CU: Comcast/TWC Shoudn't Be on FCC's Broadband Competition Agenda

Reaction continued Thursday following FCC Chairman Tom Wheeler's speech outlining his goals for boosting broadband speed and competition, including from Consumers Union, which used it to argue against the Comcast/Time Warner Cable merger.

"The Chairman's right - the market for high-speed Internet service isn't nearly competitive enough," said Delara Derakhshani, policy counsel for Consumers Union. "That's why it's so critical for the FCC to reject Comcast's merger with Time Warner Cable. If the FCC allows the Comcast merger to happen...Comcast would become a national gatekeeper for the Internet with control over nearly half of the residential broadband customers."

Comcast has said its total would be much lower of the broadband sub universe, but Wheeler signaled in his speech that high-speed is the relevant measure of availability, suggesting high-speed should be more like 25 mbps than the FCC's current 4 mbps downstream definition.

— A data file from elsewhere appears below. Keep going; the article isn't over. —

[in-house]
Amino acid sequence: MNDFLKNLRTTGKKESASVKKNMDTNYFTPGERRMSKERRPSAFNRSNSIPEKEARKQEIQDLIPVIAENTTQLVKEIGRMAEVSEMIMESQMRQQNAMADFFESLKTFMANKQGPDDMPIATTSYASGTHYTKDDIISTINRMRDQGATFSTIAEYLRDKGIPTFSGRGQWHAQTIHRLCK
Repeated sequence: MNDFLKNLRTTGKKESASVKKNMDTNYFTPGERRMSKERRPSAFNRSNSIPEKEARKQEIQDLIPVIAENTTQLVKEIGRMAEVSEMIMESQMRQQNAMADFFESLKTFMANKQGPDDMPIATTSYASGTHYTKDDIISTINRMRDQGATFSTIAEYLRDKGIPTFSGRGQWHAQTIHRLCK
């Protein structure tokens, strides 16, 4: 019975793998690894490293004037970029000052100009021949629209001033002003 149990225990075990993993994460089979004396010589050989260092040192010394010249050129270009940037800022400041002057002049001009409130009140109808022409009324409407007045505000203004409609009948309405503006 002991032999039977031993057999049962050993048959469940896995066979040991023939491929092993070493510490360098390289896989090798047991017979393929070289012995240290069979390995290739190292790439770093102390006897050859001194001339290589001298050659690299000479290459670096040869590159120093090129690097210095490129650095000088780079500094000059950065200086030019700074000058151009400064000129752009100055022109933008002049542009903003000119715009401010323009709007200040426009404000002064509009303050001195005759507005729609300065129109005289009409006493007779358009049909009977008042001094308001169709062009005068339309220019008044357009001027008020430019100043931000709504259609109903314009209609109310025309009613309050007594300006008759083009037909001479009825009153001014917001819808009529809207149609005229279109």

COMPTEL, which represents competitive telecom carriers, joined other industry groups in applauding Wheeler's focus on the need for competition, as well as his recognition there could be a new, digital "speed" divide absent efforts to help rural areas.

We agree with the Chairman that competition in the current broadband market is not sufficient and that, as the Chairman noted, 'the exercise of uncontrolled last mile power is not in the public interest. This has not changed as a result of new technology,' said COMPTEL CEO Chip Pickering.

"Last mile access - regardless of the technology - is an absolute requirement for ensuring a competitive marketplace, and COMPTEL supports the Commission's efforts to address its last mile access policies so competition will flourish," he said. "We also applaud the Chairman recognizing the need to ensure rural Americans are not caught in a new digital divide as broadband speeds increase."

John Eggerton

Contributing editor John Eggerton has been an editor and/or writer on media regulation, legislation and policy for over four decades, including covering the FCC, FTC, Congress, the major media trade associations, and the federal courts. In addition to Multichannel News and Broadcasting + Cable, his work has appeared in Radio World, TV Technology, TV Fax, This Week in Consumer Electronics, Variety and the Encyclopedia Britannica.